In favour of much less trading
It was front page news in the Wall Street Journal. For three long hours last week, there was no trading on the Chicago Board Options Exchange, the home of S&P 500 stock index options and the Vix volatility index. The Journal quoted a trader: â€śIt was very, very unnervingâ€ť. Risks went unhedged. Experts worried about the effect of a more grievous software fault on an even more important exchange. What would happen then?
Almost nothing. Imagine a worst case scenario: a hacker closes down all the exchanges for a full month. All portfolios of stocks, bonds, options, futures, currencies and commodities are exactly the same on June 1 as on May 1.
What would the outage change? The prices at the end of the â€śexchange holidayâ€ť would presumably be about the same as they would have been otherwise. The lost income of brokers and traders with superior insight or information would be matched by the foregone losses of their counterparties. As for the economy, a few new issues of bonds and shares would have been delayed a few weeks, but the losses would be more than matched by gains: the absence of frenetic trading would remove a significant distraction for business people.
If that sounds like an improvement, take a miniscule modicum of comfort. Regular financial market holidays are likely to be introduced in the hyperactive foreign exchange market. EBS, which runs one of the big forex trading platforms, plans to force traders to take regular breaks. Admittedly, the R&R will only last a few milliseconds. Instead of dealing with orders as soon as they come in, the platform will wait that long to match buyers and sellers.
Traders and theorists of financial markets usually argue against all trading holidays, whether forced or voluntary, long or tiny. They say liquid financial markets are good for the economy, because ease of selling both encourages savers to buy in the first place and allows them to limit losses. No one should have to wait any longer than absolutely necessary to finish a desired transaction.
That is wrong, for two reasons.
First, liquidity is not an investorâ€™s right; itâ€™s a potentially dangerous privilege. The reality is that as soon as money is invested, it is committed to the capital side of the economy and tied up forever. It is turned into buildings, machines, inventory, roads, cables, software, films, training courses. Whether or not the assets provide a return, and however long they last, they cannot be unmade.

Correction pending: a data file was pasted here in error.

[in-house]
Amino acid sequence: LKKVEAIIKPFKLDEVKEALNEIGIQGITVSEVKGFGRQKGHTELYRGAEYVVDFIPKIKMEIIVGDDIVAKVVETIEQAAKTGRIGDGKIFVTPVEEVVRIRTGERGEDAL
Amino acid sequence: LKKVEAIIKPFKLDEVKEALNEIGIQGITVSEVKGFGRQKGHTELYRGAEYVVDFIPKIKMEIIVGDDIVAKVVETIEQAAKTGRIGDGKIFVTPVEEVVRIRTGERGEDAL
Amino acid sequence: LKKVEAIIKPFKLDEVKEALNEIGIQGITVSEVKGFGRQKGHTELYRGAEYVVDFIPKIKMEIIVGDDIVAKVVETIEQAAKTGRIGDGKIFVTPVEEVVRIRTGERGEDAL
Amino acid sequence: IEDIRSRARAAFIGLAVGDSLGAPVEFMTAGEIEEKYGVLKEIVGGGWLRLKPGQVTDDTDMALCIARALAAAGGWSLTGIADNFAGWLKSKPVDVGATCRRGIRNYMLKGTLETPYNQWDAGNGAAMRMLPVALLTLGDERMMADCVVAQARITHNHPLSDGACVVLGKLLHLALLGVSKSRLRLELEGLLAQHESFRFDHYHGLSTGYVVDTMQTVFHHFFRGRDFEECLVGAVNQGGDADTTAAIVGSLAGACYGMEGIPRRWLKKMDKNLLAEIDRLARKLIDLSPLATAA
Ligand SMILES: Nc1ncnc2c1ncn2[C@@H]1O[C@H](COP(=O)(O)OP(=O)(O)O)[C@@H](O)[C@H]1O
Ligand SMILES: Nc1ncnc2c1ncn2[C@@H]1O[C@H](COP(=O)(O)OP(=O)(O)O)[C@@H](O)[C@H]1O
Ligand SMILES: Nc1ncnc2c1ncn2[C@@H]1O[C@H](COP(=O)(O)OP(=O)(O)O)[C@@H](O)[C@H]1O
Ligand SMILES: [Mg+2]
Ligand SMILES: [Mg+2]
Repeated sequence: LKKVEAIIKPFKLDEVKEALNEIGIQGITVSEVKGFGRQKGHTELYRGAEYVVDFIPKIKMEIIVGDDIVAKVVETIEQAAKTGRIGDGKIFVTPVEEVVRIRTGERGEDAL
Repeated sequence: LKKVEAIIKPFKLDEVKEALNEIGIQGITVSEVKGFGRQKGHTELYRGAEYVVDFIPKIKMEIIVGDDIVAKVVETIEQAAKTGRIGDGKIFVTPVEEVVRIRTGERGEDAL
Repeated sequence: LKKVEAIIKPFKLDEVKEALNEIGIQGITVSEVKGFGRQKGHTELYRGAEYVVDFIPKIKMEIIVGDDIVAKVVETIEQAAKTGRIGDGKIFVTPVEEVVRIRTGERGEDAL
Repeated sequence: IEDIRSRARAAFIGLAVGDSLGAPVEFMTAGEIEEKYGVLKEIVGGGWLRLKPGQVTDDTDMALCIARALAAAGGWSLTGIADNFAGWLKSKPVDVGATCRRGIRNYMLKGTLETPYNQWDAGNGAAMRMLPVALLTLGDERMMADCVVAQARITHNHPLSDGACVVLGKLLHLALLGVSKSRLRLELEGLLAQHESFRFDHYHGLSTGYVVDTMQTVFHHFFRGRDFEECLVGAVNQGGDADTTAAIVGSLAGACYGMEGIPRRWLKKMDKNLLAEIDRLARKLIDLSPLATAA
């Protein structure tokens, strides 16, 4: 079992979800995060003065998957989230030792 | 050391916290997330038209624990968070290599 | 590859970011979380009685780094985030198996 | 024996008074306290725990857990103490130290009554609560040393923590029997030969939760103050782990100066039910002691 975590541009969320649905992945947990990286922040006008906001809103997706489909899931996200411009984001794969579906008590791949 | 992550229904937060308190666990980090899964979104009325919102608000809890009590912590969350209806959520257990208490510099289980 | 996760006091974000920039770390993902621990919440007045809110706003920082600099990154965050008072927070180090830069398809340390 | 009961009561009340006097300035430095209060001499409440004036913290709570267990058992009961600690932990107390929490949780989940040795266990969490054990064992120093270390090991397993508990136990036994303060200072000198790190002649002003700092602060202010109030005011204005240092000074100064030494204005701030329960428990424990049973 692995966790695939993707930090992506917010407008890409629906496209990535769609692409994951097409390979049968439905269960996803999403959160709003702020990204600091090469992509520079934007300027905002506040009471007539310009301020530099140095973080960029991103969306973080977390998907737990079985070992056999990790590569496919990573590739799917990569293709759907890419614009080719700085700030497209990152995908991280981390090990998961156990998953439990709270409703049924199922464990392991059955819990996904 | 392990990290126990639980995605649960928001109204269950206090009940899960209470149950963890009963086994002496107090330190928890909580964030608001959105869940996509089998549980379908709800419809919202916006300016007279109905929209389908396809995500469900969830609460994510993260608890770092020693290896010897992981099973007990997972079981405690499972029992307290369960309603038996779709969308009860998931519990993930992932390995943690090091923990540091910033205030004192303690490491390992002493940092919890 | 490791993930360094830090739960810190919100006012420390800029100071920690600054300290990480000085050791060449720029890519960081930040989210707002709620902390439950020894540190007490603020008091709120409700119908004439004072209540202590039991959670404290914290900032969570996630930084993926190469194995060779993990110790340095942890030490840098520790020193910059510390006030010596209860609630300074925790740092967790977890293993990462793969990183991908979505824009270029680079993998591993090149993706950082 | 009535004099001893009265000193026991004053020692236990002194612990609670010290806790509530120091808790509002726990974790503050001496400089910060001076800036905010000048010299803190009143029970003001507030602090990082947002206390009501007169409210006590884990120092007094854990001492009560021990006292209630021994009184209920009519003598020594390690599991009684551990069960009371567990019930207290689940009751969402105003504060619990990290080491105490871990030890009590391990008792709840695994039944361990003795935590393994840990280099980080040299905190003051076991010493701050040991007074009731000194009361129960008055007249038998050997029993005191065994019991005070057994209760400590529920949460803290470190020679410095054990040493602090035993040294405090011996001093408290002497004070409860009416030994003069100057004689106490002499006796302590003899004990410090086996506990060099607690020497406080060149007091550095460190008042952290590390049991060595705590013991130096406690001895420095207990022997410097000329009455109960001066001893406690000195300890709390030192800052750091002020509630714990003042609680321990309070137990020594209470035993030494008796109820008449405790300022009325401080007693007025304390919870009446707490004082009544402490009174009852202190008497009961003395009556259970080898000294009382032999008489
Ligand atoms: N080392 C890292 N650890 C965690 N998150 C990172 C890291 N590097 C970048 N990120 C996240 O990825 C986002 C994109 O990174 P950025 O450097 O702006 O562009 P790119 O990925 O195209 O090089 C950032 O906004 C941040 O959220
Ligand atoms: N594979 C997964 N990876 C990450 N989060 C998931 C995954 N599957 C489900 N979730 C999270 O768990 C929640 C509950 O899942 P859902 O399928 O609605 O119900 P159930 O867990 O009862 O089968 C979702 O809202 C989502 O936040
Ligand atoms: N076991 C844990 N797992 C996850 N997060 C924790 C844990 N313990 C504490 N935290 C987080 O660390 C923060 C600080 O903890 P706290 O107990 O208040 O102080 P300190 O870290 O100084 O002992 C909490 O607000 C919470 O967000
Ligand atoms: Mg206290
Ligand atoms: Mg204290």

That is an inconvenient truth, and the much of the financial system is dedicated to getting around it. Banks offer withdrawals, bonds are repaid and markets permit portfolio liquidation, as if history could move backwards as well as forwards. For society as a whole, itâ€™s a good system, even a great one. It allows the young to borrow, the middle-aged to save and the old to spend.
But the arrangements are fundamentally fragile, because they are based on a sleight of hand. The sale of a financial asset, whether to cash in totally or to trade for another one, corresponds to nothing in the real economy. The system is designed to deal with only a limited quantity of such transactions. Excessive liquidity is an abuse of the privilege, turning the financial system into an economic risk factor.
Second, liquidity encourages the dangerous chimera of safe investing. In reality, the financial system cannot be safer than the stock of investments, and investments are always claims on a necessarily uncertain future. At best, the existence of financial markets can increase some investorsâ€™ safety, but that gain that always comes at the cost of less safety for their counterparties.
For safety-searchers, increased liquidity ultimately makes this trade-off less attractive. That may sound counter-intuitive, because ample liquidity is needed for â€śdynamic hedgingâ€ť and many other techniques used to make portfolios safer. However, easier selling leaves the market more subject to emotions, which are more volatile than facts, and to trend-followers, who almost always push prices farther than reality dictates, whether the market momentum lasts for milliseconds or months. Increased liquidity leads to greater price volatility – and more expensive hedges.
Less trading is a good idea, but many investors will be appalled. They are basically speculators, who like making more trades just as gamblers like making more bets. For the real economy, though, less liquid markets would do no harm and could discourage the financial bubbles which often end in economic busts.
Financial transaction taxes may decrease liquidity. A more direct approach is to reduce trading frequency. Why not stretch out the millisecond holidays in foreign exchange into once-daily price fixings in all markets? Think of it as a version of work-life balance: less wasteful work in finance, more time for genuine economic life.